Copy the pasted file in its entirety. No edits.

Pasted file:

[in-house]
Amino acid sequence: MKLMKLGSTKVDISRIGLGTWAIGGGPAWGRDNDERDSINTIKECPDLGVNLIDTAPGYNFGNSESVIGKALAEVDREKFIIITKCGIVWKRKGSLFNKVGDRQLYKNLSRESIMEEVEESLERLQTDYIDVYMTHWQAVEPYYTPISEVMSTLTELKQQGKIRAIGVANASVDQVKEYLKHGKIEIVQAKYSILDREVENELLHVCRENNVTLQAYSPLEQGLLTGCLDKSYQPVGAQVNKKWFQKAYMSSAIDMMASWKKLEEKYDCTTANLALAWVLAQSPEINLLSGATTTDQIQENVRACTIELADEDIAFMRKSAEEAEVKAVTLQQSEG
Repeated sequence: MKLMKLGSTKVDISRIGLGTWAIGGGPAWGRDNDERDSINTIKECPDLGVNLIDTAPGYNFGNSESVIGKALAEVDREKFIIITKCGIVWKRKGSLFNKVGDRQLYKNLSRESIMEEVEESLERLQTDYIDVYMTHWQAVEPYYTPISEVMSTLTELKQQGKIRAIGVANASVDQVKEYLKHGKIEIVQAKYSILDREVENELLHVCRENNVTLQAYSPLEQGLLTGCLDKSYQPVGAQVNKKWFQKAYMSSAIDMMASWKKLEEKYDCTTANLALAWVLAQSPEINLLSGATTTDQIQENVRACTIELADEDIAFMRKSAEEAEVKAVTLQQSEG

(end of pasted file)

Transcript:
[in-house]
Amino acid sequence: MKLMKLGSTKVDISRIGLGTWAIGGGPAWGRDNDERDSINTIKECPDLGVNLIDTAPGYNFGNSESVIGKALAEVDREKFIIITKCGIVWKRKGSLFNKVGDRQLYKNLSRESIMEEVEESLERLQTDYIDVYMTHWQAVEPYYTPISEVMSTLTELKQQGKIRAIGVANASVDQVKEYLKHGKIEIVQAKYSILDREVENELLHVCRENNVTLQAYSPLEQGLLTGCLDKSYQPVGAQVNKKWFQKAYMSSAIDMMASWKKLEEKYDCTTANLALAWVLAQSPEINLLSGATTTDQIQENVRACTIELADEDIAFMRKSAEEAEVKAVTLQQSEG
Repeated sequence: MKLMKLGSTKVDISRIGLGTWAIGGGPAWGRDNDERDSINTIKECPDLGVNLIDTAPGYNFGNSESVIGKALAEVDREKFIIITKCGIVWKRKGSLFNKVGDRQLYKNLSRESIMEEVEESLERLQTDYIDVYMTHWQAVEPYYTPISEVMSTLTELKQQGKIRAIGVANASVDQVKEYLKHGKIEIVQAKYSILDREVENELLHVCRENNVTLQAYSPLEQGLLTGCLDKSYQPVGAQVNKKWFQKAYMSSAIDMMASWKKLEEKYDCTTANLALAWVLAQSPEINLLSGATTTDQIQENVRACTIELADEDIAFMRKSAEEAEVKAVTLQQSEG